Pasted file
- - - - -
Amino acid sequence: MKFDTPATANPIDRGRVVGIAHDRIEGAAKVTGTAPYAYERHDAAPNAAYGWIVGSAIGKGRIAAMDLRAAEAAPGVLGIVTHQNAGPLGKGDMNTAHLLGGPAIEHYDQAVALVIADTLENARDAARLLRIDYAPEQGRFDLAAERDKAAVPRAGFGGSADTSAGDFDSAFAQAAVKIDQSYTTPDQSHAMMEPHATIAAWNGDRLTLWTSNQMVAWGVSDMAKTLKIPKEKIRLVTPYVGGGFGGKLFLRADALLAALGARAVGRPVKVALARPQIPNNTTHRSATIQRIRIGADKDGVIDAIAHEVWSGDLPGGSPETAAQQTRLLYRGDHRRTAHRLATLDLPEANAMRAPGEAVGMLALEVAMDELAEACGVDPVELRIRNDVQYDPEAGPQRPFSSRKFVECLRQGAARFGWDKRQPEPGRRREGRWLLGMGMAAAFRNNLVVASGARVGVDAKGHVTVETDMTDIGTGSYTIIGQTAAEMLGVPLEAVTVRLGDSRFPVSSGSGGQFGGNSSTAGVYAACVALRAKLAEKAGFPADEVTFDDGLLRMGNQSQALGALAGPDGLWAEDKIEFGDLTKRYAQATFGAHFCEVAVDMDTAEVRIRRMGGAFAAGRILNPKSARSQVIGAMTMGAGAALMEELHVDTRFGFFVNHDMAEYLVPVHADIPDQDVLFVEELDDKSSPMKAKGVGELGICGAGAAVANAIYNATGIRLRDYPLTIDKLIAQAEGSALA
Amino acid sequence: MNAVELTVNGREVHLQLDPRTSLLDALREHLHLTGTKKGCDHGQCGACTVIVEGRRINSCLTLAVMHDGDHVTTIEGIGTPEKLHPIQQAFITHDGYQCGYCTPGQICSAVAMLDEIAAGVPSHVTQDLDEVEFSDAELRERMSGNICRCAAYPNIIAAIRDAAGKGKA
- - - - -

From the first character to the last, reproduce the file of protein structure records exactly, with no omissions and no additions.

Amino acid sequence: MKFDTPATANPIDRGRVVGIAHDRIEGAAKVTGTAPYAYERHDAAPNAAYGWIVGSAIGKGRIAAMDLRAAEAAPGVLGIVTHQNAGPLGKGDMNTAHLLGGPAIEHYDQAVALVIADTLENARDAARLLRIDYAPEQGRFDLAAERDKAAVPRAGFGGSADTSAGDFDSAFAQAAVKIDQSYTTPDQSHAMMEPHATIAAWNGDRLTLWTSNQMVAWGVSDMAKTLKIPKEKIRLVTPYVGGGFGGKLFLRADALLAALGARAVGRPVKVALARPQIPNNTTHRSATIQRIRIGADKDGVIDAIAHEVWSGDLPGGSPETAAQQTRLLYRGDHRRTAHRLATLDLPEANAMRAPGEAVGMLALEVAMDELAEACGVDPVELRIRNDVQYDPEAGPQRPFSSRKFVECLRQGAARFGWDKRQPEPGRRREGRWLLGMGMAAAFRNNLVVASGARVGVDAKGHVTVETDMTDIGTGSYTIIGQTAAEMLGVPLEAVTVRLGDSRFPVSSGSGGQFGGNSSTAGVYAACVALRAKLAEKAGFPADEVTFDDGLLRMGNQSQALGALAGPDGLWAEDKIEFGDLTKRYAQATFGAHFCEVAVDMDTAEVRIRRMGGAFAAGRILNPKSARSQVIGAMTMGAGAALMEELHVDTRFGFFVNHDMAEYLVPVHADIPDQDVLFVEELDDKSSPMKAKGVGELGICGAGAAVANAIYNATGIRLRDYPLTIDKLIAQAEGSALA
Amino acid sequence: MNAVELTVNGREVHLQLDPRTSLLDALREHLHLTGTKKGCDHGQCGACTVIVEGRRINSCLTLAVMHDGDHVTTIEGIGTPEKLHPIQQAFITHDGYQCGYCTPGQICSAVAMLDEIAAGVPSHVTQDLDEVEFSDAELRERMSGNICRCAAYPNIIAAIRDAAGKGKA